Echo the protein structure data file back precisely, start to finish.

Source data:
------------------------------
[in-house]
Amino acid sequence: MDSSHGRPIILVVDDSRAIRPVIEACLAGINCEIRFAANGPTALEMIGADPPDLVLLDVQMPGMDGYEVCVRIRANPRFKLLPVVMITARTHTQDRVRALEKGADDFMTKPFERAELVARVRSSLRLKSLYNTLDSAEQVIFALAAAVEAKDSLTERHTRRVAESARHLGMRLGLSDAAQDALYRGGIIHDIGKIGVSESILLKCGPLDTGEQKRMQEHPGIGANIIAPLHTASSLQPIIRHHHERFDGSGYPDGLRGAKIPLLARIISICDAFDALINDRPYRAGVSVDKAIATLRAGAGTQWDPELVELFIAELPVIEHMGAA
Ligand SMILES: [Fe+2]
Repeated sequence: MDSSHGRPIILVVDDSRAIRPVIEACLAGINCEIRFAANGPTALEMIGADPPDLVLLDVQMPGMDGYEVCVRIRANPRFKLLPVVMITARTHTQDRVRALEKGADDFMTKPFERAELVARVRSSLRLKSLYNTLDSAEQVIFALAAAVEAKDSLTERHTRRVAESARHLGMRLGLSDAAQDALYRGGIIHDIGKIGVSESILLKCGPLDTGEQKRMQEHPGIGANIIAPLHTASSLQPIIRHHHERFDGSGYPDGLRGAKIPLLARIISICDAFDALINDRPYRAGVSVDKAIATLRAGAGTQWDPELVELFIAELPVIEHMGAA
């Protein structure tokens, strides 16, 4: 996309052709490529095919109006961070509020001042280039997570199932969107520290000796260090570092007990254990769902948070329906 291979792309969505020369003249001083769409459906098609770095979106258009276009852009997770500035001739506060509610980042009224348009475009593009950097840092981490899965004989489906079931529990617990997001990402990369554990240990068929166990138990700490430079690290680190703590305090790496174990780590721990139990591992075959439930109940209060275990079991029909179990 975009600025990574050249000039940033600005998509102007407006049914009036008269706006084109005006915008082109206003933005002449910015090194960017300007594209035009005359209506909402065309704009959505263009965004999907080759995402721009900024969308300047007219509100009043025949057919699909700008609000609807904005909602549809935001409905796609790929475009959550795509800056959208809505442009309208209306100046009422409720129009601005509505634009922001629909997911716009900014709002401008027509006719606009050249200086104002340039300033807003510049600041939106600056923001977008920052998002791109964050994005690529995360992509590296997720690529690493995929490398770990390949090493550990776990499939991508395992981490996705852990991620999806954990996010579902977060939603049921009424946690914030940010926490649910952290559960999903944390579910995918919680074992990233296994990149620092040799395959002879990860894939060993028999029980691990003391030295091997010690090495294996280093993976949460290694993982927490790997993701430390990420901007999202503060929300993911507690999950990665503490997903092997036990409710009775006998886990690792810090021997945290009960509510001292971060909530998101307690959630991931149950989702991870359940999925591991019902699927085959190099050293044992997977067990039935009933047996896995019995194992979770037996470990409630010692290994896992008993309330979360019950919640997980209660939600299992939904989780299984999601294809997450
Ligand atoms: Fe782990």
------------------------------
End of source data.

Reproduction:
[in-house]
Amino acid sequence: MDSSHGRPIILVVDDSRAIRPVIEACLAGINCEIRFAANGPTALEMIGADPPDLVLLDVQMPGMDGYEVCVRIRANPRFKLLPVVMITARTHTQDRVRALEKGADDFMTKPFERAELVARVRSSLRLKSLYNTLDSAEQVIFALAAAVEAKDSLTERHTRRVAESARHLGMRLGLSDAAQDALYRGGIIHDIGKIGVSESILLKCGPLDTGEQKRMQEHPGIGANIIAPLHTASSLQPIIRHHHERFDGSGYPDGLRGAKIPLLARIISICDAFDALINDRPYRAGVSVDKAIATLRAGAGTQWDPELVELFIAELPVIEHMGAA
Ligand SMILES: [Fe+2]
Repeated sequence: MDSSHGRPIILVVDDSRAIRPVIEACLAGINCEIRFAANGPTALEMIGADPPDLVLLDVQMPGMDGYEVCVRIRANPRFKLLPVVMITARTHTQDRVRALEKGADDFMTKPFERAELVARVRSSLRLKSLYNTLDSAEQVIFALAAAVEAKDSLTERHTRRVAESARHLGMRLGLSDAAQDALYRGGIIHDIGKIGVSESILLKCGPLDTGEQKRMQEHPGIGANIIAPLHTASSLQPIIRHHHERFDGSGYPDGLRGAKIPLLARIISICDAFDALINDRPYRAGVSVDKAIATLRAGAGTQWDPELVELFIAELPVIEHMGAA
């Protein structure tokens, strides 16, 4: 996309052709490529095919109006961070509020001042280039997570199932969107520290000796260090570092007990254990769902948070329906 291979792309969505020369003249001083769409459906098609770095979106258009276009852009997770500035001739506060509610980042009224348009475009593009950097840092981490899965004989489906079931529990617990997001990402990369554990240990068929166990138990700490430079690290680190703590305090790496174990780590721990139990591992075959439930109940209060275990079991029909179990 975009600025990574050249000039940033600005998509102007407006049914009036008269706006084109005006915008082109206003933005002449910015090194960017300007594209035009005359209506909402065309704009959505263009965004999907080759995402721009900024969308300047007219509100009043025949057919699909700008609000609807904005909602549809935001409905796609790929475009959550795509800056959208809505442009309208209306100046009422409720129009601005509505634009922001629909997911716009900014709002401008027509006719606009050249200086104002340039300033807003510049600041939106600056923001977008920052998002791109964050994005690529995360992509590296997720690529690493995929490398770990390949090493550990776990499939991508395992981490996705852990991620999806954990996010579902977060939603049921009424946690914030940010926490649910952290559960999903944390579910995918919680074992990233296994990149620092040799395959002879990860894939060993028999029980691990003391030295091997010690090495294996280093993976949460290694993982927490790997993701430390990420901007999202503060929300993911507690999950990665503490997903092997036990409710009775006998886990690792810090021997945290009960509510001292971060909530998101307690959630991931149950989702991870359940999925591991019902699927085959190099050293044992997977067990039935009933047996896995019995194992979770037996470990409630010692290994896992008993309330979360019950919640997980209660939600299992939904989780299984999601294809997450
Ligand atoms: Fe782990």